In a lot of my work, you’ll see the topic of recovery woven throughout; it’s also at the forefront of some of my most read pieces. This is not a blog about sobriety, but I’ve found myself touching on the topic more and more as I realize that recovery is really about trying to live more happy and more free, one day at a time. I think everyone wants that-whether you’re an addict or not.
It’s Thanksgiving. I could talk about something else besides gratitude, but that’d be shitty. I want to conform today, to go with the flow. Riding the spirit of the season feels good, and I’m glad to take the opportunity each and every time it comes around.
I got to thinking about how most of us start to really focus on what we are grateful for during the holidays. Then I smiled when I considered how putting an emphasis on the things we are thankful for in just the last month and a half of the year could never fly in recovery. If you’re a person who’s been clean and sober for any amount of time, you’ve undoubtedly made your fair share of gratitude lists. The recovery community is all about them. Recognizing what we have and cultivating an honest appreciation for the people, experiences, and even the things in our lives, is essential in filling that hole we used to overload with substances. If we only did this around Thanksgiving and Christmas, I reckon most of us would wind up drunk or high the other ten months out of the year.
I think that’s the fascinating thing about gratitude–it fills us up. Living in a capitalist system, we’re constantly encouraged to look outside of ourselves for happiness, and it starts from the time we are babies. It begins to seem impossible not to feel like life wouldn’t be a little bit better with that toy, or those boots, or that car. And for a short time, I think life really does feel better with stuff–stuff is great. We attach meaning to so many material things that for a while, we can even convince ourselves that we might really be able to buy happiness. Of course we don’t say that out loud, or even think it consciously. But when we have that car, or those jeans, or the house in that neighborhood, we’re able to mirror what our culture has told us happiness and success should look like. The shittiest feeling is when you’ve done it all–you’ve got the house, the car, the clothes–the kids have all the toys, and somehow, still, it doesn’t feel quite as wonderful as you thought it would. I think part of the brilliance of capitalism is to keep enough people at the mid to lower bottom–who are always looking up and idealizing this picture of success, and who only ever get to taste a small part of it. If you can keep them always wanting more, always believing that more money and in turn more things would make them happier, and then keep those above them (but not all the way at the top) in a constant state of inadequacy, you’ve created rabid consumers for life.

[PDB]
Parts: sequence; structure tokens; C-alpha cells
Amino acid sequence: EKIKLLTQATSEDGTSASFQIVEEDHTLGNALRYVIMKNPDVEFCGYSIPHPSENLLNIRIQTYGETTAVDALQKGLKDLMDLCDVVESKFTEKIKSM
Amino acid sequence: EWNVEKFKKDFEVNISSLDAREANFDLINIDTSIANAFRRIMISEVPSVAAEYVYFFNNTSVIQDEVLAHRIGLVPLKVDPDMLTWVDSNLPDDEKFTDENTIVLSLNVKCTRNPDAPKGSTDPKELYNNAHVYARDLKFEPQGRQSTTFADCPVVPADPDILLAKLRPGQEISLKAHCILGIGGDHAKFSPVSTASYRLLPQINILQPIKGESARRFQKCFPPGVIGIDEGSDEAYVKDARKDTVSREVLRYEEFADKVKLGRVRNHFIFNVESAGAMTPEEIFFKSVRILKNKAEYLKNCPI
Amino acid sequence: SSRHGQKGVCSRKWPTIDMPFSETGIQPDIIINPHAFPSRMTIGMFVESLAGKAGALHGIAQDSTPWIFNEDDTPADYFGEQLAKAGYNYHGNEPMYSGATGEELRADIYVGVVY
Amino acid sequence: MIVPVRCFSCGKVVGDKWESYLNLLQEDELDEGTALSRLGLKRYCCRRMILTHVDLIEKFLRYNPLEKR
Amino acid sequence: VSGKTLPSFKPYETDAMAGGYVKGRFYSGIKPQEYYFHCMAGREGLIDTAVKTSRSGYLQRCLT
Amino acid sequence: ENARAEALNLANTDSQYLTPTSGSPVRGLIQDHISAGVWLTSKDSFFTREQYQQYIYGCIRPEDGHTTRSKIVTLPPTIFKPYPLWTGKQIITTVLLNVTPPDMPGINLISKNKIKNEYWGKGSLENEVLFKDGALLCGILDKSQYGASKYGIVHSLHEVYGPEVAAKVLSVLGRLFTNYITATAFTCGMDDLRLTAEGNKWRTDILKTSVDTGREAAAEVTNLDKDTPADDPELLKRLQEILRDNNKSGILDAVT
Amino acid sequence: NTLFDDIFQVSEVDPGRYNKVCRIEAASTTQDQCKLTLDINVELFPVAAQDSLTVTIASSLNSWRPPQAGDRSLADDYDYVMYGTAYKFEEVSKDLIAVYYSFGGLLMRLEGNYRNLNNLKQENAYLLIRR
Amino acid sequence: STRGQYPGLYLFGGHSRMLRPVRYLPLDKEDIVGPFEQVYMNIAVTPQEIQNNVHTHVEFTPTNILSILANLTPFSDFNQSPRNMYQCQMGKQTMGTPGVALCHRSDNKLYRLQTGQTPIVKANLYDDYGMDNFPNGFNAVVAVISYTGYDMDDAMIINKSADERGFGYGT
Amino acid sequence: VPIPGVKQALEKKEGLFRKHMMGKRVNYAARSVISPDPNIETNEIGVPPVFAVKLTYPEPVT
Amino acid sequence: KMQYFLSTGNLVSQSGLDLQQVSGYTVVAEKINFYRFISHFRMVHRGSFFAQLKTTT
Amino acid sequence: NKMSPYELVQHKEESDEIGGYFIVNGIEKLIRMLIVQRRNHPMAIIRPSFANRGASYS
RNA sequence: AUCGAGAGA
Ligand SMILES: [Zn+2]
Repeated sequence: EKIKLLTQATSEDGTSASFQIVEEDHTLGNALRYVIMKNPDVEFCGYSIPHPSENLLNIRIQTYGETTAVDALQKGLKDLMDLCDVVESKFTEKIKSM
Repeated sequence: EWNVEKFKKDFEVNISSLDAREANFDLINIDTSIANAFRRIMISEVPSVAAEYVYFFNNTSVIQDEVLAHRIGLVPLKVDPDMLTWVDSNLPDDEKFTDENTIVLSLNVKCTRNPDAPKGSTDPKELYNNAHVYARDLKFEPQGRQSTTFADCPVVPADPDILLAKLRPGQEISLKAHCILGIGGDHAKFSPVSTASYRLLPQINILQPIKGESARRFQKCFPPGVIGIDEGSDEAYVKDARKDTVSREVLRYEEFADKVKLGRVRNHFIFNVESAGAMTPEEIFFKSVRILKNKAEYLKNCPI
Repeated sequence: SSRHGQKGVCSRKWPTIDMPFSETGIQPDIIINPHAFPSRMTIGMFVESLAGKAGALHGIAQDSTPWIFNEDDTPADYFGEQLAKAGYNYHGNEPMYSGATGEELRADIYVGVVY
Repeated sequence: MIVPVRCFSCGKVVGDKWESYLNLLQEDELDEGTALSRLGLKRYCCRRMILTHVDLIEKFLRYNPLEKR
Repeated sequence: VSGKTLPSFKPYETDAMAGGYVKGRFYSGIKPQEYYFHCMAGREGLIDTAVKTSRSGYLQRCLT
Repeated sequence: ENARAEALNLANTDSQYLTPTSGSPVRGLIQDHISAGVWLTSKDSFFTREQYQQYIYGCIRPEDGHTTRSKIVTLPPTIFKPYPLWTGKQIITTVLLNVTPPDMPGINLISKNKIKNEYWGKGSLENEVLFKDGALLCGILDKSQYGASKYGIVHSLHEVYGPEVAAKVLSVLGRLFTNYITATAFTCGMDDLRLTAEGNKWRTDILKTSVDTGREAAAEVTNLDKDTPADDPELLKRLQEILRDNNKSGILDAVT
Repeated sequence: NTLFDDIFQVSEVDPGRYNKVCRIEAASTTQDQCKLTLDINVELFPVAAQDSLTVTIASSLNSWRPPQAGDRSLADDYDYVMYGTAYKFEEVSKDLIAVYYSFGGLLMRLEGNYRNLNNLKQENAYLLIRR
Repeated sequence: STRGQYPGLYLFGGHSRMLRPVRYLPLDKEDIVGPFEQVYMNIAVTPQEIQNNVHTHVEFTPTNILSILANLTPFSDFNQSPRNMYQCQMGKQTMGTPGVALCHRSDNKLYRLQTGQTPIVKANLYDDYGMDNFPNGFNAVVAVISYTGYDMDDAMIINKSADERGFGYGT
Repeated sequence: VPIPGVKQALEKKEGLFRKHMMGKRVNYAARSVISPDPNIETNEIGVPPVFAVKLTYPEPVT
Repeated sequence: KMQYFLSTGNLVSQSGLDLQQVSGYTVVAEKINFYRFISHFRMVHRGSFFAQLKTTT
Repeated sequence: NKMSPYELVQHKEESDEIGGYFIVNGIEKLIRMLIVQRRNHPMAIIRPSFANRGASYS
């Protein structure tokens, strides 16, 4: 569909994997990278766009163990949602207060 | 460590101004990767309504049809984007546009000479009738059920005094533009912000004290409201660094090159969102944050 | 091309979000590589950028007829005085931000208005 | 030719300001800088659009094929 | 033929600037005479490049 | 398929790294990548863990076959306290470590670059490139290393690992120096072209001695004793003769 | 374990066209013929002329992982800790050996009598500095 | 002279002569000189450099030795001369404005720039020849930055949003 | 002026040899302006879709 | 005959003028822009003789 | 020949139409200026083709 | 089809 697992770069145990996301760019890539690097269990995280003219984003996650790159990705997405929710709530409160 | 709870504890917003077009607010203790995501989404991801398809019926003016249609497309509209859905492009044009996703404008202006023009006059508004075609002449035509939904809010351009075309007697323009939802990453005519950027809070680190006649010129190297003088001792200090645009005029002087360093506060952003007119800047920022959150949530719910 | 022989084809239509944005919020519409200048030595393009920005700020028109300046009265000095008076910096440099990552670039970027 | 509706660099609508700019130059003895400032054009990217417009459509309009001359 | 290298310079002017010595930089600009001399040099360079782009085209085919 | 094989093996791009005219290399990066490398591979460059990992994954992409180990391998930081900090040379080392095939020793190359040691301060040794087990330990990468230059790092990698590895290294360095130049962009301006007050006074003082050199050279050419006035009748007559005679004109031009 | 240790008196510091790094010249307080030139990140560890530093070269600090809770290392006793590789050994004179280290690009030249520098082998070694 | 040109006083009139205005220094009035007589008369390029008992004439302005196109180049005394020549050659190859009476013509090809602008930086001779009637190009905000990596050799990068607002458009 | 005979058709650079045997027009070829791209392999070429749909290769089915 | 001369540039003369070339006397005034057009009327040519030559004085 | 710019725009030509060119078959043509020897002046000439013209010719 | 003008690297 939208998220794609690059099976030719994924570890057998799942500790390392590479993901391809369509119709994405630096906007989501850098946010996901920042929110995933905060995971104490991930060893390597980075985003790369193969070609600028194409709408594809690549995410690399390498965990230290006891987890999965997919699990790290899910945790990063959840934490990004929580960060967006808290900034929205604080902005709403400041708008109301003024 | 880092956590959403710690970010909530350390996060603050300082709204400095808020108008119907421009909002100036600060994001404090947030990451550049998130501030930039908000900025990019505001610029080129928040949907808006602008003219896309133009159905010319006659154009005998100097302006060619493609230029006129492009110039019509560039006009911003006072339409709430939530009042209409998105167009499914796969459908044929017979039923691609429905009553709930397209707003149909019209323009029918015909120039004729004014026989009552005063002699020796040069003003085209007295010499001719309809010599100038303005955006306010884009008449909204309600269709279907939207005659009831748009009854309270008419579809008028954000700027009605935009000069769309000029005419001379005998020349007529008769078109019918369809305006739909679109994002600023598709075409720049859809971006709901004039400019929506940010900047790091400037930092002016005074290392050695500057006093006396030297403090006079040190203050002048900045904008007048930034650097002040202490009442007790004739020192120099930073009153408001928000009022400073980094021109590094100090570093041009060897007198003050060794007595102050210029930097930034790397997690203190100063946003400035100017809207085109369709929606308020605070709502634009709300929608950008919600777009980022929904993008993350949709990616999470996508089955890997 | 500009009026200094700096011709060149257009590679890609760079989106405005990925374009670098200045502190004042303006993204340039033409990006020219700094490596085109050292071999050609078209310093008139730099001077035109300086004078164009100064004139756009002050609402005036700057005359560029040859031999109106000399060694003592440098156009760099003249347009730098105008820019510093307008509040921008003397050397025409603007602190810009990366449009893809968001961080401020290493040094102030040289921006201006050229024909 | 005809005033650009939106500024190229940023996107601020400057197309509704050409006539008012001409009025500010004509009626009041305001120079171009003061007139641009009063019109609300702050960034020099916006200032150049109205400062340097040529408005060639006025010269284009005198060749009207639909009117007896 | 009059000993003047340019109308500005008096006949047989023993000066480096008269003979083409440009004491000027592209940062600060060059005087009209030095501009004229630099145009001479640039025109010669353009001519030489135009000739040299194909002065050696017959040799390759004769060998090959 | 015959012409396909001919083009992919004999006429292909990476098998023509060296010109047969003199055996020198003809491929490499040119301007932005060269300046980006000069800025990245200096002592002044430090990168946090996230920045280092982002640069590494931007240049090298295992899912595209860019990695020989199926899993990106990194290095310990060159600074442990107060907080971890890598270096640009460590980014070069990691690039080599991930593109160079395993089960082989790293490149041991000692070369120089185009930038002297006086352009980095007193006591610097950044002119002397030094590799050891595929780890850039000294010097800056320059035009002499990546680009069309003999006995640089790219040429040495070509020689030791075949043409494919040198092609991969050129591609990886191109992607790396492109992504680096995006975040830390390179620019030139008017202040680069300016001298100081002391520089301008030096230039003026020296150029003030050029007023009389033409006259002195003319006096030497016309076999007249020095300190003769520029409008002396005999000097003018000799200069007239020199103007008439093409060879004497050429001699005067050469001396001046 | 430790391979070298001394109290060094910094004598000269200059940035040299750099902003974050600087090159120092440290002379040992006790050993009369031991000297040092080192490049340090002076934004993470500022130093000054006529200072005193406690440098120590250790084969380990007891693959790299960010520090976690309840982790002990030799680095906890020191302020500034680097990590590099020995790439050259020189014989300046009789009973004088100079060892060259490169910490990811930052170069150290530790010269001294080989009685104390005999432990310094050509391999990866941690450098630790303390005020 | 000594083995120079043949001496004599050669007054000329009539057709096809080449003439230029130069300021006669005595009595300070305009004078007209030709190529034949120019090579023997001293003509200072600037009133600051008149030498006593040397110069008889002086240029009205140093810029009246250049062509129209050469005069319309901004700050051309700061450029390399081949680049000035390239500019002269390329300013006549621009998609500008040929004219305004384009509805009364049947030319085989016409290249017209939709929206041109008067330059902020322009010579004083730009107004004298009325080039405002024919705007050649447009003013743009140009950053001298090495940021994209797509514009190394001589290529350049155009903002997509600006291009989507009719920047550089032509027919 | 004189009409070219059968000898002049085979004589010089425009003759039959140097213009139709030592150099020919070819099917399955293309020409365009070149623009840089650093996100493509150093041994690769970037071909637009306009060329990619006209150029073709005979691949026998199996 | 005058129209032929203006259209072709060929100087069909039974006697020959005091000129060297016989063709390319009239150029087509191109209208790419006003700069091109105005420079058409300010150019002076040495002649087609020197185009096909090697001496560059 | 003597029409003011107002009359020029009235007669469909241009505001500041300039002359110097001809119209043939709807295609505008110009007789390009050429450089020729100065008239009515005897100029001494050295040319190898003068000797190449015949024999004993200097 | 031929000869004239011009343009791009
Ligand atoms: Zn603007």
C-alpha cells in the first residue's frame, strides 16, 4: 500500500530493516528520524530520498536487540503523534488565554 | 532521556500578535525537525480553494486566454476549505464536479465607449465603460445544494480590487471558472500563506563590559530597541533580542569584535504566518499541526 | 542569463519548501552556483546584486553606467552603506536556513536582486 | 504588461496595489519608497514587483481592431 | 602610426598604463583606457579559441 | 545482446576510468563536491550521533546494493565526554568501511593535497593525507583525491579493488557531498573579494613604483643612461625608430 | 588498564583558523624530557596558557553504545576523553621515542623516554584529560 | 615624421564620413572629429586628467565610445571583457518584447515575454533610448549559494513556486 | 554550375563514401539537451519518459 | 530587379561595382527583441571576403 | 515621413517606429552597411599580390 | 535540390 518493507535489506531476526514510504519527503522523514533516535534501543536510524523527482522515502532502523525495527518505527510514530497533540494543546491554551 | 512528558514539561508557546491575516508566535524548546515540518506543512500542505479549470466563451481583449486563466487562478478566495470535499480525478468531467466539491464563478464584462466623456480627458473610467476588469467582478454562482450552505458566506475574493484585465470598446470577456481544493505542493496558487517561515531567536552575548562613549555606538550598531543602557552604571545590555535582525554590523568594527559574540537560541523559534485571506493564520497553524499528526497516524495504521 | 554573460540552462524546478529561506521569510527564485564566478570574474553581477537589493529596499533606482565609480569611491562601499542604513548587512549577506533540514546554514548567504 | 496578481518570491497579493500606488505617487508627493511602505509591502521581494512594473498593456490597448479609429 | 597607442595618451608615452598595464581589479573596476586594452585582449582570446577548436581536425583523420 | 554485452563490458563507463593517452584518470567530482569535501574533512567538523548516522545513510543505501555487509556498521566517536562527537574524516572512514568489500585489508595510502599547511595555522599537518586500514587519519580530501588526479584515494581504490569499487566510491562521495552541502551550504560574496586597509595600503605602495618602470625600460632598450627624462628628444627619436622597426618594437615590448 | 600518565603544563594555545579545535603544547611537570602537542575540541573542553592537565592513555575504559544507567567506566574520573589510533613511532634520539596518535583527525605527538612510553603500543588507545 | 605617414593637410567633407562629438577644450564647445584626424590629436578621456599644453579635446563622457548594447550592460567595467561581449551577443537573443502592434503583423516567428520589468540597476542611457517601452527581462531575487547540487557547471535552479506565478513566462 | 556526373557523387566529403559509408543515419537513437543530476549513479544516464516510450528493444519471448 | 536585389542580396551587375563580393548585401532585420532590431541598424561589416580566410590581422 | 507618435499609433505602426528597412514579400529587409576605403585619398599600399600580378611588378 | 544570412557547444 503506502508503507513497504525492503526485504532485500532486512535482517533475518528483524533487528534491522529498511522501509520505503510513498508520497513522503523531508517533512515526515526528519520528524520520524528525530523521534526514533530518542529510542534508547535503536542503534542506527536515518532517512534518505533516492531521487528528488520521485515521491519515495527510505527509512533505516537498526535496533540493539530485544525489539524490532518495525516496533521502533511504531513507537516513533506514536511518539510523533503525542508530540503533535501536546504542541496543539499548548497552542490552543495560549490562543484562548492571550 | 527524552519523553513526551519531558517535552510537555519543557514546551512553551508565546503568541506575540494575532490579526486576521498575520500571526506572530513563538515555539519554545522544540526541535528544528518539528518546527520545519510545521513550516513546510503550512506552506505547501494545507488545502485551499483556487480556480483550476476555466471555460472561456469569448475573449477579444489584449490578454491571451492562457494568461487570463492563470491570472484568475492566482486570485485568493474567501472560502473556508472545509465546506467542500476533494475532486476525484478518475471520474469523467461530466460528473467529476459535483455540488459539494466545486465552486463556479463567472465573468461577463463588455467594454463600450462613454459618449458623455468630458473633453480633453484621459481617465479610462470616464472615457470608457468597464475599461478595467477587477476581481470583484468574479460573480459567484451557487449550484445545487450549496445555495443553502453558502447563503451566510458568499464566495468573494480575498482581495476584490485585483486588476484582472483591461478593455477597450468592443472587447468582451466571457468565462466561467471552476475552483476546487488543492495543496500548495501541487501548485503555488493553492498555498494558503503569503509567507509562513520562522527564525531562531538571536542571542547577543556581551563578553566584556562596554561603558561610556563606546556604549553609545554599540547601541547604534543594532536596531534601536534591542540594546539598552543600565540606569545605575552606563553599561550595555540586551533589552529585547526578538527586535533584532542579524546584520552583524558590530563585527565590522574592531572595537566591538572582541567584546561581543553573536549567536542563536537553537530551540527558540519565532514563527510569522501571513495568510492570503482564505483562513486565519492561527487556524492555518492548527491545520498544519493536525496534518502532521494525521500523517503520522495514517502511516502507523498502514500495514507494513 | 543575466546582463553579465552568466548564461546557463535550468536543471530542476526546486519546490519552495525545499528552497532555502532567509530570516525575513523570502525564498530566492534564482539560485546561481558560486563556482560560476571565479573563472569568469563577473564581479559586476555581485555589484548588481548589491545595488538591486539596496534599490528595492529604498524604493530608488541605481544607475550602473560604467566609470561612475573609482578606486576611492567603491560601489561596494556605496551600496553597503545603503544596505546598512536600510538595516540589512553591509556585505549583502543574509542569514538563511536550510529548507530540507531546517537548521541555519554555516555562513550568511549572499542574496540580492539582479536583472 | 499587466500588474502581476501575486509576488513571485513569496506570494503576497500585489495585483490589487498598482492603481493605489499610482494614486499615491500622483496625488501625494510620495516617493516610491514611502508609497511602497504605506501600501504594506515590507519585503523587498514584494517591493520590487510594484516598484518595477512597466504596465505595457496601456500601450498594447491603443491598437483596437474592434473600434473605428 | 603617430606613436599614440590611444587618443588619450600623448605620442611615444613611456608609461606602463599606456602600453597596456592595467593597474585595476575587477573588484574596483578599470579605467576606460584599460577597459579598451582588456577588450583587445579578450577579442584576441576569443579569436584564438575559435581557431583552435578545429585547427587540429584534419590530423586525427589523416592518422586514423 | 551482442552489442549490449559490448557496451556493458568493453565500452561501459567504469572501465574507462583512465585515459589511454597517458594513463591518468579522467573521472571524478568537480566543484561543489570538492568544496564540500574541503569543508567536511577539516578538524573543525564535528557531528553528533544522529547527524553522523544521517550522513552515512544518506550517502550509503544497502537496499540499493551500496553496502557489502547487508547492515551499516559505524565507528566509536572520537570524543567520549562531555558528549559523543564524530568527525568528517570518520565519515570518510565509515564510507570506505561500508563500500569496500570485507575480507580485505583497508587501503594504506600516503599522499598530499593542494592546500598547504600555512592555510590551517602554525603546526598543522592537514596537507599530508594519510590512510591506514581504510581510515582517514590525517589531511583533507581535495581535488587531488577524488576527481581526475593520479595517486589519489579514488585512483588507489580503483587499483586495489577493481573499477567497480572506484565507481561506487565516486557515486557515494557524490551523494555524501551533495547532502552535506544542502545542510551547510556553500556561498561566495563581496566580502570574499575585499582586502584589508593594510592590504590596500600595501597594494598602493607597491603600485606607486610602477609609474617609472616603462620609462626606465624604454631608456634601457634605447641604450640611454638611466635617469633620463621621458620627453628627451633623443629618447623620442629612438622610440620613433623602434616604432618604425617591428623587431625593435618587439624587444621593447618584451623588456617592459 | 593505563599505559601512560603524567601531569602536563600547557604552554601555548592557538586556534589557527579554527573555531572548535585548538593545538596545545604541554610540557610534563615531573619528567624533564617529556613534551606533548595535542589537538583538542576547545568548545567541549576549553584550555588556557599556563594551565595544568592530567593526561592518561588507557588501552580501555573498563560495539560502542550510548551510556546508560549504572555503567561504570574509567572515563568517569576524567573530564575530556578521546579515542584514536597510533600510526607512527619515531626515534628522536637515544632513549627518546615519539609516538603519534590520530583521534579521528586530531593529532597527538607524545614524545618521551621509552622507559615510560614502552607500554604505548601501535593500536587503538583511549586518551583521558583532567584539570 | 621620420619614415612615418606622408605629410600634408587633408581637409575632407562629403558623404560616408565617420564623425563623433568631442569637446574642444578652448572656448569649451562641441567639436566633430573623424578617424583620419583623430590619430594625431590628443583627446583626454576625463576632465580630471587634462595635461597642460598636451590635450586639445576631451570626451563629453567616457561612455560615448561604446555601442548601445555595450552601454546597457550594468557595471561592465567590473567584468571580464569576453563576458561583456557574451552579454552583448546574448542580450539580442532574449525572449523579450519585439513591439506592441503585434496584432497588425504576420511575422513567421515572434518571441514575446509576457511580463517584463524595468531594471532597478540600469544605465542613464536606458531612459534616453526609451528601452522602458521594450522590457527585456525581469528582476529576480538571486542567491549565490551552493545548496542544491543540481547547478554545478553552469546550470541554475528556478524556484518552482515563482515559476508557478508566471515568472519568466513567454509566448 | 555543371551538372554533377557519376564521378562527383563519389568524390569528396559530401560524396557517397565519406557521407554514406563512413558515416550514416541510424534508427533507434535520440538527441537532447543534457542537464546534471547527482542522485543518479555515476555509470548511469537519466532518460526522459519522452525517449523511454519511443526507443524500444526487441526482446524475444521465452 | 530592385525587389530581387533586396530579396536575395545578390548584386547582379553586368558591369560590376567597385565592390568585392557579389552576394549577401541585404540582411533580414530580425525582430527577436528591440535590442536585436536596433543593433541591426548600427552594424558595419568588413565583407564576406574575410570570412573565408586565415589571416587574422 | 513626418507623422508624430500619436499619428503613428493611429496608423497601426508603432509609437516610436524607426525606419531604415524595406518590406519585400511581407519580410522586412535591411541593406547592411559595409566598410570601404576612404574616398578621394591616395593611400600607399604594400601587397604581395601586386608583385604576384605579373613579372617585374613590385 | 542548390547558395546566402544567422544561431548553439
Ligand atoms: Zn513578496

It’s become so cliche now, “happiness comes from the inside”, blah blah blah. While I’ve always believed this in theory cause you know I want to like, be a good person, it wasn’t until a couple years ago that I realized I wanted to believe it because I knew it to be true. I realized the only way I could know it to be true was simple, but actually really hard in practice. I had to buy less. It’s been quite an experiment the past couple of years. Until I consciously set out to spend less, I never realized how set the conditioned consumerist voices in my brain were. I think what shocked me most was to understand how quickly those voices replaced the word want with the word need. I don’t “browse” shopping sites at all anymore. It’s something I used to do often, but stopped after I realized that going on them resulted in me needing items I never new existed. Ooh, I like that skirt. I don’t have any skirts. How do I not have any skirts? I should wear skirts to work in the Spring. I should dress nicer. I need to look more put together. Skirts make you look more put together. I need skirts.
So far, buying less has gone really really well. I have more in savings than I’ve ever had before. I am able to contribute money to our vacation fund every month. When something breaks around the house I don’t feel freaked out about it. I am bummed to have to shell out the money–but the money is there, and that feels good. More than all that though, I have a sense of pride that for some reason, a new pair of jeans was never able to give me. Until I actually stopped buying the new pair of jeans (unless I actually needed them, of course) I never understood how full and complete I could feel without them.
As I reflect this Thanksgiving on all the things I am grateful for, I find that gratitude itself is at the top of the list. As I’ve consumed less, I’ve gained more appreciation for the things I already have, and for the people in my life. I have to say, wanting less, is a pretty incredible feeling. As a person who likes control, it’s made me feel like I’ve taken back the reigns to that part of my life. I felt a bit like a sheep before, always being herded towards the next thing I had to have and couldn’t live without.
This holiday season, maybe…
Take away some of the stuff. Let yourself feel gratitude for your life. Walk around full of that gratitude. Feel happy without the stuff.
Or don’t, and buy all of Amazon. Either way, let’s make it great ;).
So incredibly grateful for all of you. Always. Happy Thanksgiving All. x
image: josh boot